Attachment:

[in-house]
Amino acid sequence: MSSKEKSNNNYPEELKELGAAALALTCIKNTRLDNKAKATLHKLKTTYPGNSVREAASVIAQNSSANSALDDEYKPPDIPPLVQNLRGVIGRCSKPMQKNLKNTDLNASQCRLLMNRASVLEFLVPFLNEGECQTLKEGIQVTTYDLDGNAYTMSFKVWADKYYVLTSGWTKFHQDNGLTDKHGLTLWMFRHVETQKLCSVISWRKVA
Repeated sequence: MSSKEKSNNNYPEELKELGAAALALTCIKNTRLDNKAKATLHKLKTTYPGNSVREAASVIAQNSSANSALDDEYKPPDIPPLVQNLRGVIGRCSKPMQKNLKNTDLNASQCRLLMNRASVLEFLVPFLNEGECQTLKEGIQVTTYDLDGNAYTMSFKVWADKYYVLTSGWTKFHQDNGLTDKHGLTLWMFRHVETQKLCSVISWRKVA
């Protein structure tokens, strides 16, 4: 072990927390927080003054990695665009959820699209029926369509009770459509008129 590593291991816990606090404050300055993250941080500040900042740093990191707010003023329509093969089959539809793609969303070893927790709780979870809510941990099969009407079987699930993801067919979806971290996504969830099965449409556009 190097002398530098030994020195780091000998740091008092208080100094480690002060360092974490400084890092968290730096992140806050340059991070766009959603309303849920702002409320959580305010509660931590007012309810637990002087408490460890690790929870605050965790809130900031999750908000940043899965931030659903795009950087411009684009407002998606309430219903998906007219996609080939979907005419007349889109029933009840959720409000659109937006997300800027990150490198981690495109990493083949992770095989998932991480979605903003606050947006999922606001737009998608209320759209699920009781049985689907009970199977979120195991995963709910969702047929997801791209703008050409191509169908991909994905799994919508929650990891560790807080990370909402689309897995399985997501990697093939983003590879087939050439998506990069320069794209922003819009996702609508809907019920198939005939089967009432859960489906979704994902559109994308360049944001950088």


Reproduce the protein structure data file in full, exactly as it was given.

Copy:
[in-house]
Amino acid sequence: MSSKEKSNNNYPEELKELGAAALALTCIKNTRLDNKAKATLHKLKTTYPGNSVREAASVIAQNSSANSALDDEYKPPDIPPLVQNLRGVIGRCSKPMQKNLKNTDLNASQCRLLMNRASVLEFLVPFLNEGECQTLKEGIQVTTYDLDGNAYTMSFKVWADKYYVLTSGWTKFHQDNGLTDKHGLTLWMFRHVETQKLCSVISWRKVA
Repeated sequence: MSSKEKSNNNYPEELKELGAAALALTCIKNTRLDNKAKATLHKLKTTYPGNSVREAASVIAQNSSANSALDDEYKPPDIPPLVQNLRGVIGRCSKPMQKNLKNTDLNASQCRLLMNRASVLEFLVPFLNEGECQTLKEGIQVTTYDLDGNAYTMSFKVWADKYYVLTSGWTKFHQDNGLTDKHGLTLWMFRHVETQKLCSVISWRKVA
């Protein structure tokens, strides 16, 4: 072990927390927080003054990695665009959820699209029926369509009770459509008129 590593291991816990606090404050300055993250941080500040900042740093990191707010003023329509093969089959539809793609969303070893927790709780979870809510941990099969009407079987699930993801067919979806971290996504969830099965449409556009 190097002398530098030994020195780091000998740091008092208080100094480690002060360092974490400084890092968290730096992140806050340059991070766009959603309303849920702002409320959580305010509660931590007012309810637990002087408490460890690790929870605050965790809130900031999750908000940043899965931030659903795009950087411009684009407002998606309430219903998906007219996609080939979907005419007349889109029933009840959720409000659109937006997300800027990150490198981690495109990493083949992770095989998932991480979605903003606050947006999922606001737009998608209320759209699920009781049985689907009970199977979120195991995963709910969702047929997801791209703008050409191509169908991909994905799994919508929650990891560790807080990370909402689309897995399985997501990697093939983003590879087939050439998506990069320069794209922003819009996702609508809907019920198939005939089967009432859960489906979704994902559109994308360049944001950088």